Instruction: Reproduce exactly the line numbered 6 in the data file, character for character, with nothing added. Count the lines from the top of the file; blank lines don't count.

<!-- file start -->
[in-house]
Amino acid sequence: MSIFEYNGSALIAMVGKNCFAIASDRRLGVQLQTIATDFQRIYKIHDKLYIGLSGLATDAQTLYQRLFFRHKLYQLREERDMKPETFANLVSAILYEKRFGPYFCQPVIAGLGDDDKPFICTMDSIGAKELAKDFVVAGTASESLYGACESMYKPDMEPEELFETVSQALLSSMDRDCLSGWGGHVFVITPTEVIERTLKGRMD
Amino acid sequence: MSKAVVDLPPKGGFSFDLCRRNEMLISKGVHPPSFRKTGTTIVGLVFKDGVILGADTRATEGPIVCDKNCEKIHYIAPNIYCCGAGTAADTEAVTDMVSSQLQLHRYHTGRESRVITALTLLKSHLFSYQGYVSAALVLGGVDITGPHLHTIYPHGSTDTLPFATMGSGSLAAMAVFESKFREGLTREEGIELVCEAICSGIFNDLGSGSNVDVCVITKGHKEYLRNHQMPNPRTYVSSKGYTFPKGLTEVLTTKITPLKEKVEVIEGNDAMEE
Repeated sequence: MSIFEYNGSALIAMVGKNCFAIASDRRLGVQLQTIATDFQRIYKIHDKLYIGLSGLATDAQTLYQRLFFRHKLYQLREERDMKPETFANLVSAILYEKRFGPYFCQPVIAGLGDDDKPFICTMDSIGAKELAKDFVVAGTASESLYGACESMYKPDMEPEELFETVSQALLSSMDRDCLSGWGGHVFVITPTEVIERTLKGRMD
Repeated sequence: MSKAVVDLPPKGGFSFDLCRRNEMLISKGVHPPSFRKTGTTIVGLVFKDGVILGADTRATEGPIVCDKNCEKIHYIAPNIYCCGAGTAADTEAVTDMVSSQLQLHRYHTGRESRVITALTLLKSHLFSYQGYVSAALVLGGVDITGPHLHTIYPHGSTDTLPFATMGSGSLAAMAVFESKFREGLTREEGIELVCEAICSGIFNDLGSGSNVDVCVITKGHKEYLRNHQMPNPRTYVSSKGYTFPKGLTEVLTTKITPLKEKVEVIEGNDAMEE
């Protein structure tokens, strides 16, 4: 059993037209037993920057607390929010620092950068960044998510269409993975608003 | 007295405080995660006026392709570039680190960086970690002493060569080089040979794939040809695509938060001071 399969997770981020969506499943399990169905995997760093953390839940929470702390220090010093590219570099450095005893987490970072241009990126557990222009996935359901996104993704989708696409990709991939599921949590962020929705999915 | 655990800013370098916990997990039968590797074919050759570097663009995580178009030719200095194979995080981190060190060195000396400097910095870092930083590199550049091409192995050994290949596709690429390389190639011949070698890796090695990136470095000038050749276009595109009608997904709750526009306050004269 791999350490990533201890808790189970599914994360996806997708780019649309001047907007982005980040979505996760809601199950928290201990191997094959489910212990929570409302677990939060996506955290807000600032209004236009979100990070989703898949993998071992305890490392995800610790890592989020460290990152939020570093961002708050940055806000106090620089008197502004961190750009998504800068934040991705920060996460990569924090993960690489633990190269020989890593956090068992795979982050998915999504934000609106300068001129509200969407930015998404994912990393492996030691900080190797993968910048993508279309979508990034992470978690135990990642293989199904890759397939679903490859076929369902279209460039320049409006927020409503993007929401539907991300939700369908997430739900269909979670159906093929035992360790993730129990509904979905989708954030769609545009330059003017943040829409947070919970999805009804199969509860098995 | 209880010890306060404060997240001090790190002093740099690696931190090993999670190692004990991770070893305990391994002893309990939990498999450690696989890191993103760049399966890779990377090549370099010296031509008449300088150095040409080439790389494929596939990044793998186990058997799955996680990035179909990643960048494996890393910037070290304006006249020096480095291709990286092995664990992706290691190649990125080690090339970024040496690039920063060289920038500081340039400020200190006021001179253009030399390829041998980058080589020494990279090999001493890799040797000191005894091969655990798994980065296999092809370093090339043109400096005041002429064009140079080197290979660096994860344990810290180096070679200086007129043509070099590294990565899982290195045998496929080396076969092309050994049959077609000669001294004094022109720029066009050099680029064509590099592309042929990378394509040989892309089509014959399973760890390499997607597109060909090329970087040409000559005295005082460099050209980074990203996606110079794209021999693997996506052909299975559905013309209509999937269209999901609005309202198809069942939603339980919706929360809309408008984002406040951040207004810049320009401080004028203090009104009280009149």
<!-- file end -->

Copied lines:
């Protein structure tokens, strides 16, 4: 059993037209037993920057607390929010620092950068960044998510269409993975608003 | 007295405080995660006026392709570039680190960086970690002493060569080089040979794939040809695509938060001071 399969997770981020969506499943399990169905995997760093953390839940929470702390220090010093590219570099450095005893987490970072241009990126557990222009996935359901996104993704989708696409990709991939599921949590962020929705999915 | 655990800013370098916990997990039968590797074919050759570097663009995580178009030719200095194979995080981190060190060195000396400097910095870092930083590199550049091409192995050994290949596709690429390389190639011949070698890796090695990136470095000038050749276009595109009608997904709750526009306050004269 791999350490990533201890808790189970599914994360996806997708780019649309001047907007982005980040979505996760809601199950928290201990191997094959489910212990929570409302677990939060996506955290807000600032209004236009979100990070989703898949993998071992305890490392995800610790890592989020460290990152939020570093961002708050940055806000106090620089008197502004961190750009998504800068934040991705920060996460990569924090993960690489633990190269020989890593956090068992795979982050998915999504934000609106300068001129509200969407930015998404994912990393492996030691900080190797993968910048993508279309979508990034992470978690135990990642293989199904890759397939679903490859076929369902279209460039320049409006927020409503993007929401539907991300939700369908997430739900269909979670159906093929035992360790993730129990509904979905989708954030769609545009330059003017943040829409947070919970999805009804199969509860098995 | 209880010890306060404060997240001090790190002093740099690696931190090993999670190692004990991770070893305990391994002893309990939990498999450690696989890191993103760049399966890779990377090549370099010296031509008449300088150095040409080439790389494929596939990044793998186990058997799955996680990035179909990643960048494996890393910037070290304006006249020096480095291709990286092995664990992706290691190649990125080690090339970024040496690039920063060289920038500081340039400020200190006021001179253009030399390829041998980058080589020494990279090999001493890799040797000191005894091969655990798994980065296999092809370093090339043109400096005041002429064009140079080197290979660096994860344990810290180096070679200086007129043509070099590294990565899982290195045998496929080396076969092309050994049959077609000669001294004094022109720029066009050099680029064509590099592309042929990378394509040989892309089509014959399973760890390499997607597109060909090329970087040409000559005295005082460099050209980074990203996606110079794209021999693997996506052909299975559905013309209509999937269209999901609005309202198809069942939603339980919706929360809309408008984002406040951040207004810049320009401080004028203090009104009280009149």